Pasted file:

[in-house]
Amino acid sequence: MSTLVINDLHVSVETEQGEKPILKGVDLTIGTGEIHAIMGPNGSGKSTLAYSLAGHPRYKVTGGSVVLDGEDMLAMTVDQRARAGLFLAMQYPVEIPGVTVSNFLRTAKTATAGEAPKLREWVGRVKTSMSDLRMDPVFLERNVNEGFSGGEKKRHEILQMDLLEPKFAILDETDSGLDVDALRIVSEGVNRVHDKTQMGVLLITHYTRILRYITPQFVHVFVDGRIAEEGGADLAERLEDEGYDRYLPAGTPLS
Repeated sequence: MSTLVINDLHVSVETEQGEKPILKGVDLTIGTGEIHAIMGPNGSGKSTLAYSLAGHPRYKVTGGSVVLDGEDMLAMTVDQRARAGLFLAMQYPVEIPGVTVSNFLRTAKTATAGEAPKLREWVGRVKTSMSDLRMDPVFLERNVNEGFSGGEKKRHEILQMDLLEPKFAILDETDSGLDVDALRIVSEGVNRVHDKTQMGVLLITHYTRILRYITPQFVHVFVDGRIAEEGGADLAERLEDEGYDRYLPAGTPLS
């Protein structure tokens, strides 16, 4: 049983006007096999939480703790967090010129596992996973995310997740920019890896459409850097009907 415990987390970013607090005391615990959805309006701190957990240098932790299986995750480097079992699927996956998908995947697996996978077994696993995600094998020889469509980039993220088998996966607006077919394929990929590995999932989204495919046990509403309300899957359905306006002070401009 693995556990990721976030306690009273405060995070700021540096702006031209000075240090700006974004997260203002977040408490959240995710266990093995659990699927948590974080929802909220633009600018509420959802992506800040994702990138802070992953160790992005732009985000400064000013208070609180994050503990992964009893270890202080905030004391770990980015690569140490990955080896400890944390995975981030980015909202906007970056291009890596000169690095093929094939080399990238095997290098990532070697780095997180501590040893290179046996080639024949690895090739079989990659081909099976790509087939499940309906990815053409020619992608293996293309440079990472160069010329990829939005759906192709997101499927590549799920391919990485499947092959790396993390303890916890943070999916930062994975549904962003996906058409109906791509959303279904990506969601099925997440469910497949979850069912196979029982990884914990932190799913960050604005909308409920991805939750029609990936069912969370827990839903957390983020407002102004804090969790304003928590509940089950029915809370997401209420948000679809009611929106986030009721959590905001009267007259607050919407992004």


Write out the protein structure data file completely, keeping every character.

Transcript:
[in-house]
Amino acid sequence: MSTLVINDLHVSVETEQGEKPILKGVDLTIGTGEIHAIMGPNGSGKSTLAYSLAGHPRYKVTGGSVVLDGEDMLAMTVDQRARAGLFLAMQYPVEIPGVTVSNFLRTAKTATAGEAPKLREWVGRVKTSMSDLRMDPVFLERNVNEGFSGGEKKRHEILQMDLLEPKFAILDETDSGLDVDALRIVSEGVNRVHDKTQMGVLLITHYTRILRYITPQFVHVFVDGRIAEEGGADLAERLEDEGYDRYLPAGTPLS
Repeated sequence: MSTLVINDLHVSVETEQGEKPILKGVDLTIGTGEIHAIMGPNGSGKSTLAYSLAGHPRYKVTGGSVVLDGEDMLAMTVDQRARAGLFLAMQYPVEIPGVTVSNFLRTAKTATAGEAPKLREWVGRVKTSMSDLRMDPVFLERNVNEGFSGGEKKRHEILQMDLLEPKFAILDETDSGLDVDALRIVSEGVNRVHDKTQMGVLLITHYTRILRYITPQFVHVFVDGRIAEEGGADLAERLEDEGYDRYLPAGTPLS
């Protein structure tokens, strides 16, 4: 049983006007096999939480703790967090010129596992996973995310997740920019890896459409850097009907 415990987390970013607090005391615990959805309006701190957990240098932790299986995750480097079992699927996956998908995947697996996978077994696993995600094998020889469509980039993220088998996966607006077919394929990929590995999932989204495919046990509403309300899957359905306006002070401009 693995556990990721976030306690009273405060995070700021540096702006031209000075240090700006974004997260203002977040408490959240995710266990093995659990699927948590974080929802909220633009600018509420959802992506800040994702990138802070992953160790992005732009985000400064000013208070609180994050503990992964009893270890202080905030004391770990980015690569140490990955080896400890944390995975981030980015909202906007970056291009890596000169690095093929094939080399990238095997290098990532070697780095997180501590040893290179046996080639024949690895090739079989990659081909099976790509087939499940309906990815053409020619992608293996293309440079990472160069010329990829939005759906192709997101499927590549799920391919990485499947092959790396993390303890916890943070999916930062994975549904962003996906058409109906791509959303279904990506969601099925997440469910497949979850069912196979029982990884914990932190799913960050604005909308409920991805939750029609990936069912969370827990839903957390983020407002102004804090969790304003928590509940089950029915809370997401209420948000679809009611929106986030009721959590905001009267007259607050919407992004």